We are going to make two tests
- Test the connection for an user from the client machine to the server using a X509 certificate
- In a second step add authentication for the server host
The next steps must be followed
In the control machine:
- Creation of CA Certificate
- Deploy of CA Certificate in certificate signers directory of OpenSSH server and client machines
In the client machine:
- Creation of keys and certificate for the user in the client machine
In the server machine:
- Configuration of the server to accept X509 certificates for the user
- Creation of a X09 certificate for the host
Again in the client machine:
- Configuration of the client to accept X509 certificates from the server
So a bidirectional authentication will be made: the user is going to be verified by the server, and the server host is going to be verified by the client.
Creation of CA Certificate
In the control server we run the following commands:
- The first one creates a key for the CA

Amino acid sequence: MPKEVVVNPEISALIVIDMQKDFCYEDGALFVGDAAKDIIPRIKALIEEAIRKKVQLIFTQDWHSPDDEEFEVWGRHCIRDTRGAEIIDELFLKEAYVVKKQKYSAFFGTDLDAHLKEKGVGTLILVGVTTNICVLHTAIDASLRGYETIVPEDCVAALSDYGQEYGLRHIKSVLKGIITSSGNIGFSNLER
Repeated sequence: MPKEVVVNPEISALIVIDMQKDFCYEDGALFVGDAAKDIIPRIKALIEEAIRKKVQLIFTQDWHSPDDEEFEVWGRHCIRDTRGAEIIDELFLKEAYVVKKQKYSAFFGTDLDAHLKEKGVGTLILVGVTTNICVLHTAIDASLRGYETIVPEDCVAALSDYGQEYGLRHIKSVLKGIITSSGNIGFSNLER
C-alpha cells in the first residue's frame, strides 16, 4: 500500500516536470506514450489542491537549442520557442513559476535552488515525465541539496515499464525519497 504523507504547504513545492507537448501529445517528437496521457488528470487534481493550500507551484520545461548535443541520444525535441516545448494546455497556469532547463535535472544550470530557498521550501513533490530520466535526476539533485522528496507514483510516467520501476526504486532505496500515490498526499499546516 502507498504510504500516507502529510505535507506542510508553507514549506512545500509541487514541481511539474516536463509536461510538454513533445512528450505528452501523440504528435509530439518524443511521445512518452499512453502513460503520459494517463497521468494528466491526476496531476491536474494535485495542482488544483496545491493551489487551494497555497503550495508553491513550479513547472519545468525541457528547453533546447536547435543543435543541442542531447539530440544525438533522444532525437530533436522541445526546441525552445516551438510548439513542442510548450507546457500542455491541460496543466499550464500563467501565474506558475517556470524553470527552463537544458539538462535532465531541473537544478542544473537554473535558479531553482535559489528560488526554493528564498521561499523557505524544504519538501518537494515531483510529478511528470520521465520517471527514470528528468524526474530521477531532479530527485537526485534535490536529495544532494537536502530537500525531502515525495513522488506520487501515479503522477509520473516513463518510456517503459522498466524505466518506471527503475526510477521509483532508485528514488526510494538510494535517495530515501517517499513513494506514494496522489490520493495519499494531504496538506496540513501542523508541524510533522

- Then we create Certificate Signature Request for this key
- And then we create a self-signed certificate, valid for 10 years, for this key
openssl genrsa -des3 -out ca.key 2048 openssl req -new -key ca.key -out ca.csr openssl x509 -req -days 3650 -in ca.csr -signkey ca.key -out ca.crt
Some info is requested. The important is the "Common Name". Set as the server's hostname.
The results files are:
- ca.key: private key for this "fake" certification authority
- ca.crt: certificate we will use to sign user and host certificates
Deploy of CA Certificate in client and server machines
Then we send the CA certificate to the OpenSSH on server and client machines, under the path signaled in CACertificatePath directive of OpenSSH configuration file sshd_config.
In the control machine:
scp ca.crt server:/opt/openssh/data/ca/crt/ scp ca.crt client:/opt/openssh/data/ca/crt/
We should also create a link with the form [HASH].[NUMBER]. The hash can be obtained with the command: